Welcome to the Institute of Chemical Engineering and Environmental Technology
Process engineering is concerned with the technical implementation that enables us to transform material and energy into products that are useful to society. The process engineer observes and clarifies procedures in processes, combines individual apparatus appropriately to form industrial systems, dimensions large-scale plants based on laboratory tests (scale-up) and vice versa (scale-down).
Chemical engineering comprises technical-scientific questions which can generally be divided into the three sub-steps:
The term environmental technology includes technologies for the use of renewable energies, for the reduction of emissions, technical measures for water, soil, noise and radiation protection and processes for waste disposal, waste incineration and recycling. Sustainable development, with the call for urgent action to combat climate change, is at the heart of environmental technologies.
Climate change, in combination with the growing dependence on fossil fuels are the main driving forces behind the development of new technologies for the conversion of the energy economy and the production of chemical raw materials to renewable energies and renewable resources. The development of innovative technologies takes place in a combination of experimental work in the ‘Technikum’ (experimental hall) of the institute and the modelling and simulation of real processes. The main areas of the work include:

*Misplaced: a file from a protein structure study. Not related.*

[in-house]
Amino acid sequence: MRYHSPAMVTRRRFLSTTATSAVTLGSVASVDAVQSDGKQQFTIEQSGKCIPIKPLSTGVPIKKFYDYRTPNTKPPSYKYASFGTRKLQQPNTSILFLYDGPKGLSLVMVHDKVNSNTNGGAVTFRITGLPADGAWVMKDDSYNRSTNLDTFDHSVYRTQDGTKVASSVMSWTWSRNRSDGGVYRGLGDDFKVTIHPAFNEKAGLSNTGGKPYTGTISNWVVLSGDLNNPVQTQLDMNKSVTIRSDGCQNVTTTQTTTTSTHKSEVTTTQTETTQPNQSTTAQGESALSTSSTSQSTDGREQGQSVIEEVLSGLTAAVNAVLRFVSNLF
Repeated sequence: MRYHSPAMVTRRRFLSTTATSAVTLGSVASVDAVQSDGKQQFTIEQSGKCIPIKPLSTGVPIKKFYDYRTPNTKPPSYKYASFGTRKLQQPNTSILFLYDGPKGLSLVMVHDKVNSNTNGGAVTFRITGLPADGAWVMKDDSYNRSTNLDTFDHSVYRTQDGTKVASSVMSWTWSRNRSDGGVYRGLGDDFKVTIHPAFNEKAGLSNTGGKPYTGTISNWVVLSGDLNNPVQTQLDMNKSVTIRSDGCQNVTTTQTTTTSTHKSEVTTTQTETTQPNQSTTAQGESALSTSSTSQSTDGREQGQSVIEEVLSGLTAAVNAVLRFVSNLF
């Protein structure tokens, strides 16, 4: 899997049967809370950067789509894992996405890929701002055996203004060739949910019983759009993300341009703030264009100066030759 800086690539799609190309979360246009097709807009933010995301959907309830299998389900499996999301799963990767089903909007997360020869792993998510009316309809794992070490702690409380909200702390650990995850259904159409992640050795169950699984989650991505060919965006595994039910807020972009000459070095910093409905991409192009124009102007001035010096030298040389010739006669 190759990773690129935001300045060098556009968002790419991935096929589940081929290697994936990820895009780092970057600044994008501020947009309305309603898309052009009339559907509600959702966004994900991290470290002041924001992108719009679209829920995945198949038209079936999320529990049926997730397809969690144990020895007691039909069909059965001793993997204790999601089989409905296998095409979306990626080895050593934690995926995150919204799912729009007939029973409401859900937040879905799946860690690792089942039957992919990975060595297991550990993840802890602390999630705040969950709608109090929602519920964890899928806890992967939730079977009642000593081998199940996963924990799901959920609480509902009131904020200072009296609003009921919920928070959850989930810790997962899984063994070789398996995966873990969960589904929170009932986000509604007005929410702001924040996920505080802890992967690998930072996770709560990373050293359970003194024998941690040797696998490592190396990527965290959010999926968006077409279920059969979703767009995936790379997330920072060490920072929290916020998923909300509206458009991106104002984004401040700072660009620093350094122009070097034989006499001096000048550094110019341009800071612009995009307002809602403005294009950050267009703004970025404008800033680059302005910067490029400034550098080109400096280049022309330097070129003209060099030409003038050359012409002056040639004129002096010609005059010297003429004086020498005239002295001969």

Decarbonization of industries and the energy and transport sector with fuel cells as efficient energy converters.
Development of heterogeneous catalytic processes in connection with CCU.
Fluid process engineering and process intensification.
High pressure extraction using supercritical CO2 for the isolation of natural substances.
Isolation of valuable materials from process streams of pulp production and from side streams of the bio-based industry.
Modelling and experimental determination of transport phenomena in fluid systems.
Modelling and optimization of highly networked industrial plants.
Development of thermodynamic models for the accurate description of industrial processes
Second generation fuels for energy storage and transport.
Sustainable hydrogen production for use as a chemical feedstock and in the energy sector.